• Your life and health are your own responsibility.
• Your decisions to act (or not act) based on information or advice anyone provides you—including me—are your own responsibility.


When Satiety Fails: Why Are We Hungry? Part IV

Caution: contains SCIENCE!

(Part IV of a series. Go back to Part I, Part II, or Part III, or skip to Part V.)

This is a long and detailed article, but it’s very important. I believe the conclusions justify the length: we’re done laying groundwork, and we’re finally starting to build some answers to the original question: “Why are we hungry?”

I must emphasize that I have no stake in any of the current controversies. I have no diet books for sale and no research thesis to defend, and I began this series long before the AHS. My concern is (as always) to organize and present the facts as I understand them to you, my readers, so you can draw useful conclusions about your own diet and life.

Furthermore, my diet at the moment contains roughly a Perfect Health Diet-compliant 15% of carbohydrate, plus whatever I need for intense physical activity (though I don’t count or track my intake), so I don’t believe I belong to either the high-carb or low-carb camps.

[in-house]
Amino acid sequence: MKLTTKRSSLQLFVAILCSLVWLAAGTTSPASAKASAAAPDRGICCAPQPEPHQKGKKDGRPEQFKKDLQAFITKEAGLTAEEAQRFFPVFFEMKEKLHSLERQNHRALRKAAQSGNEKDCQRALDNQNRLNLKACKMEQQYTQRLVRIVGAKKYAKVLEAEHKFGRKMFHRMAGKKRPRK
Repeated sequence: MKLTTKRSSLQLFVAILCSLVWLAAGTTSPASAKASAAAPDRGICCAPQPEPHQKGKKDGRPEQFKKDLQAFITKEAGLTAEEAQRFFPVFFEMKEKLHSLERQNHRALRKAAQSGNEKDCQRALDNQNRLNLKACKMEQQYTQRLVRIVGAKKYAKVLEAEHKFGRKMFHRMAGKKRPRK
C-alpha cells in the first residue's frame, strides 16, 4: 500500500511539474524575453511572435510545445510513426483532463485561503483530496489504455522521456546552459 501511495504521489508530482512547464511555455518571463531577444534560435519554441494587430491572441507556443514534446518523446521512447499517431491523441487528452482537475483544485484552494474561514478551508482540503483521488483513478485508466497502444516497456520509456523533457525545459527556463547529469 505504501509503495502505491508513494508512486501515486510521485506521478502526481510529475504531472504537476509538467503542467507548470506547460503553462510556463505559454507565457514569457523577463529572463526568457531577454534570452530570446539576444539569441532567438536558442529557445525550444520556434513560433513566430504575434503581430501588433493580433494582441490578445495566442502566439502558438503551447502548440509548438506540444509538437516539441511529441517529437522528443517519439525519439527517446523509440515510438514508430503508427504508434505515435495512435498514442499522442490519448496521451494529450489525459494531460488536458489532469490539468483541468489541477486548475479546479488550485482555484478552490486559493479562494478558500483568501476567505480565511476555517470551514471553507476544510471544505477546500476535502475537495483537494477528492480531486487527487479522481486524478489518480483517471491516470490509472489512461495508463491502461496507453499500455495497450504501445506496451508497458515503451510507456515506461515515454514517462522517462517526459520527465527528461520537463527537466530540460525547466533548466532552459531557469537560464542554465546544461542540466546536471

In previous installments, we’ve established the following:

  • Hunger is not a singular motivation: it is the interaction of several different clinically measurable, provably distinct mental and physical processes.
  • In a properly functioning human animal, likes and wants coincide; satiation is an accurate predictor of satiety; and the combination of hunger signals (likes and wants) and satisfaction signals (satiation and satiety) results in energy and nutrient balance at a healthy weight and body composition.
  • Restrained eating requires the exercise of willpower to override likes, wants, and the lack of satiation or satiety; the exercise of willpower uses energy and causes stress; and stress makes you eat more. Therefore, a successful diet must minimize the role of willpower.